Spain bans gambling firms from sponsoring La Liga teams

Posted: Jul 10, 2020 12:30 Category: Europe , Regulatory , Posted by Content Team

Spain has implemented a strict Gambling Ad Restrictions act, prohibiting gambling firms from being able to sponsor team stadiums, equipment, uniforms, and any other aspect of a club. The declaration expands to restrictions that already prevent similar sponsorship on youth apparel. 

The new restrictions are part of Spain’s Royal Decree on Advertising that mandates that licensed gambling companies can only advertise between 1 am and 5 am each day.

Alberto Garzón

Alberto Garzon, the country’s Minister of Consumer Affairs (pictured left), set down the tough new rules on clubs in La Liga, the top soccer league in Spain.

Currently eight La Liga clubs have sport gaming firms as their primary shirt sponsor and have  already had to block or remove those marks based on a temporary ban that began on March 31. Officials believe that the advertising bill will pass muster with the European Union in Brussels in time for the new regulations to apply to the 2020-2021 season. 

Valencia and Sevilla are the most prominent teams on the block, with Alaves, Leganes, Granada, Mallorca, Osasuna, and Levante also featuring gaming companies on their shirts. However, the agreement will also impact all 17 teams that have some form of sponsorship deal with betting firms.

richard_masters_1_1_Premier League chief executive Richard Masters (pictured right) had previously spoken out on the issue, saying back in February that he believed that while some regulation was needed, soccer clubs should be able to have sports betting partners.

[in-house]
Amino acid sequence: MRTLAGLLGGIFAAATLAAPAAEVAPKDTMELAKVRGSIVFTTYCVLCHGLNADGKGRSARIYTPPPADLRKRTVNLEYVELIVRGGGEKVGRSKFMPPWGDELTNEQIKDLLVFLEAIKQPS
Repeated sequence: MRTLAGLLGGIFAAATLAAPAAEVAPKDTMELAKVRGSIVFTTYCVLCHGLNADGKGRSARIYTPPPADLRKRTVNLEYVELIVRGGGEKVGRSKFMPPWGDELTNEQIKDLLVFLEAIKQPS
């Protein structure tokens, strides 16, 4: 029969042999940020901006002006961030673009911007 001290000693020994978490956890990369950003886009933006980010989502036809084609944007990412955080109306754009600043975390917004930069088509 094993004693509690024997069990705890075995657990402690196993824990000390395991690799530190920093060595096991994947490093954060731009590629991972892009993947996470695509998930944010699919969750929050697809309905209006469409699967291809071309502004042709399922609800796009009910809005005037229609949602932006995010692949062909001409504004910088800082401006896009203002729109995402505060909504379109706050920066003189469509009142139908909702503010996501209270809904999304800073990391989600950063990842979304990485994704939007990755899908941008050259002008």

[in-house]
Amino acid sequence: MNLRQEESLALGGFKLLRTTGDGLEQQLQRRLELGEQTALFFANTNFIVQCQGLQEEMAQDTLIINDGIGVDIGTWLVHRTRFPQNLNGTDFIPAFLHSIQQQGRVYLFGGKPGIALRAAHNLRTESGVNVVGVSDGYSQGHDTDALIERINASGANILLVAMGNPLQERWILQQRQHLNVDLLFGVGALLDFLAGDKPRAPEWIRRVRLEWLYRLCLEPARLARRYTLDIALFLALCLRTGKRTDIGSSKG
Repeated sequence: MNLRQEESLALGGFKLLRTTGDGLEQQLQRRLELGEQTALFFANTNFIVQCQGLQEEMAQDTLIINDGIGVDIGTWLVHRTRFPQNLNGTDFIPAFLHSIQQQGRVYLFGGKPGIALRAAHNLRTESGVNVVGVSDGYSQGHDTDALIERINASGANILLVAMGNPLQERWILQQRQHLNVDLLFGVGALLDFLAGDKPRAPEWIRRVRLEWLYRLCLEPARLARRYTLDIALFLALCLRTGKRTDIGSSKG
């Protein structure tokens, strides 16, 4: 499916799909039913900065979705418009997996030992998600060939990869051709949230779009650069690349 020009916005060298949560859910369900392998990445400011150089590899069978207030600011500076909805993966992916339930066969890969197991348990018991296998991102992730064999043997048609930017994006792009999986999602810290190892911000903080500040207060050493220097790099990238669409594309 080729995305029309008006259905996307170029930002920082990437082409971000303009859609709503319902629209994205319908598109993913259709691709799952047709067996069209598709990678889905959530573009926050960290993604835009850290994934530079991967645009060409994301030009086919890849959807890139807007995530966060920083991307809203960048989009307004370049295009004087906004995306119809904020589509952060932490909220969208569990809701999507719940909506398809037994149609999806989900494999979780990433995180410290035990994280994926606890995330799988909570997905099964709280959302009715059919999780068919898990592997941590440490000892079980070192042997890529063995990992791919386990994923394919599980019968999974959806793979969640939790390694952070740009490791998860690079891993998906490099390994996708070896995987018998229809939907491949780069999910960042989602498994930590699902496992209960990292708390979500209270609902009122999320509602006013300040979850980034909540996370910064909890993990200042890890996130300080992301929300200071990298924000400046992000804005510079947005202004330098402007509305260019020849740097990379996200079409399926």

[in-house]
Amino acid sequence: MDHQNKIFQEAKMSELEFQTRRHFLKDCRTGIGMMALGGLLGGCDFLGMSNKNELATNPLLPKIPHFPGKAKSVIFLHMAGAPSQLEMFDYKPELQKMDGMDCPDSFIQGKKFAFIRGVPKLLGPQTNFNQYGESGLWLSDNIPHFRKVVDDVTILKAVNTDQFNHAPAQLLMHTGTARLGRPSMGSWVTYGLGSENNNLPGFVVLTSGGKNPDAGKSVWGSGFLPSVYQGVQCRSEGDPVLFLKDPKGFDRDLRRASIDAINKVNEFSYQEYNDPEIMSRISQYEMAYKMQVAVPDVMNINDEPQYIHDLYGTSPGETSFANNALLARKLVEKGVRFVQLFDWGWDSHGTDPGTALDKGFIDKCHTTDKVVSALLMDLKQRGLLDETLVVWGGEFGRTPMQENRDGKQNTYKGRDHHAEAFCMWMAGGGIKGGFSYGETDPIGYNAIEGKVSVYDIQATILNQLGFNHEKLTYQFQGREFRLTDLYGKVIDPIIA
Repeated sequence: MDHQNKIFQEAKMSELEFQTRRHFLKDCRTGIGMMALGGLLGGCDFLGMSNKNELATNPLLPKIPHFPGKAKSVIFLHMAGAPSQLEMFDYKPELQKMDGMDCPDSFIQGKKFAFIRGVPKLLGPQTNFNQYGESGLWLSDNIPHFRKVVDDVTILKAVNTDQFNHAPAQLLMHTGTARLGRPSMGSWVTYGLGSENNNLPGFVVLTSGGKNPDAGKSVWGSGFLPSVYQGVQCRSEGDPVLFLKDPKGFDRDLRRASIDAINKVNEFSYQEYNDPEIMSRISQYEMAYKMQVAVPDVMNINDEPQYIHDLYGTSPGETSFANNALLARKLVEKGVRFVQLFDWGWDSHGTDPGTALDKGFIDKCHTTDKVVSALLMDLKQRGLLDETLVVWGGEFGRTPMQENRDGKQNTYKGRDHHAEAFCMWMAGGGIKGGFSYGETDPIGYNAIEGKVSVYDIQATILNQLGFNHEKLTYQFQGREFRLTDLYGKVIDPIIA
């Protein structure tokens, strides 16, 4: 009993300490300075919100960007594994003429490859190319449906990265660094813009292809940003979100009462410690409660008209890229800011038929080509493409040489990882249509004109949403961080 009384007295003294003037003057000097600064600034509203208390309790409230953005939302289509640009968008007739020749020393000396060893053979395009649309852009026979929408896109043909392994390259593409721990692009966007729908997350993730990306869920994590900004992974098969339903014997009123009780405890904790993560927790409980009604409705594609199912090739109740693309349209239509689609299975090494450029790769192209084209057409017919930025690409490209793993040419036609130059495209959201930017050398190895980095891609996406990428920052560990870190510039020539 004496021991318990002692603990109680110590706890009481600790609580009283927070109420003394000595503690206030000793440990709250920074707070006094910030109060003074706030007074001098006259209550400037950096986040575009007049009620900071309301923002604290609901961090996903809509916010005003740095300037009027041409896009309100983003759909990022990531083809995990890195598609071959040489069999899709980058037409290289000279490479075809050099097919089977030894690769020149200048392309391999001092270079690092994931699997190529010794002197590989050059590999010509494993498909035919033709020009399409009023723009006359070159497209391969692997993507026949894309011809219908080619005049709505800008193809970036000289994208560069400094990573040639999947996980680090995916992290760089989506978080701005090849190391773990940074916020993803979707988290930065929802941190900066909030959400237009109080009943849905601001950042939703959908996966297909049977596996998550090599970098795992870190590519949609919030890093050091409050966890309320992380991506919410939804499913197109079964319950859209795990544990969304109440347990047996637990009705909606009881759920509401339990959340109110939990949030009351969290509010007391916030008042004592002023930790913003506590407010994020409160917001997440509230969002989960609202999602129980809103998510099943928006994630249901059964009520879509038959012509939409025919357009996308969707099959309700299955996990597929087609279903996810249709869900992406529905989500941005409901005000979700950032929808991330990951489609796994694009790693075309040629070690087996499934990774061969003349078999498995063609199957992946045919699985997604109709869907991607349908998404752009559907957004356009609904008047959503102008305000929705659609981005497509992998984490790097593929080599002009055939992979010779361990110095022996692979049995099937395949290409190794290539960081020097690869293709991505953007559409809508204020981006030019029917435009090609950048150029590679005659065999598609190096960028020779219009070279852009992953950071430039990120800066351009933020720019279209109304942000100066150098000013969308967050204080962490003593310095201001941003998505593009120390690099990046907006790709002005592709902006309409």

Speaking to Sky News, he had said: ‘We’re not sniffy about the gambling industry,” Masters said. “The Premier League has never had a betting relationship, but it’s our clubs that enter into shirt sponsorship. The whole area does need, I think, probably, slightly firmer regulation, particularly around the most vulnerable. But I don’t necessarily think that the answer should be that clubs should no longer have betting partnerships.”

However, a recent House of Lords Select Committee report on gambling disagreed with that assessment and recommended banning gambling sponsors in the Premier League, and eventually for all soccer teams. 

The new restrictions come at the same time as the new Real Madrid deal with Asian company KOK Sports, which runs for the next three seasons, from 2020-21 to 2022-23. 

As the official sponsor for the betting sector in Asia, KOK Sports will work with Real Madrid “to develop unique content and interactive experiences” for fans in Asia, the club said. The brand will replace the Malta-based betting operator ManBetX, which acquired the club’s Asian betting sponsorship rights from 2018-19 to 2019-20, in September 2018. 


Following the announcement of proposed changes to the country’s advertising rules, the European Gaming and Betting Association has issued a statement expressing concern that the ‘near ban’ would deprive consumers of information about regulated safe play and have a negative impact on ‘football clubs reeling from the financial fallout of COVID-19’.

Maarten Haijer, Secretary General, EGBA said: “Advertising has a crucial role to play in informing consumers which websites are regulated, and which are not. The near absolute advertising ban proposed in Spain will deprive Spanish players of any information where they can play in a safe and secure environment.

‘This is highly counterproductive and we urge the Spanish authorities to reconsider the proposals, and focus instead on strict regulation of the contents of advertising. We fully agree that advertising should be responsible, both in terms of content and design, and that is why we recently published a code of conduct on responsible advertising.

‘The code offers practical ways in which gambling advertising can be conducted in a socially responsible way and as a conduit for informing citizens about important consumer protection measures, such as age restrictions and safer gambling tools. Finally, exempting state-involved lotteries, which account for two thirds of Spain’s gambling market, from the restrictions is unjustified, protectionist and discriminatory.”

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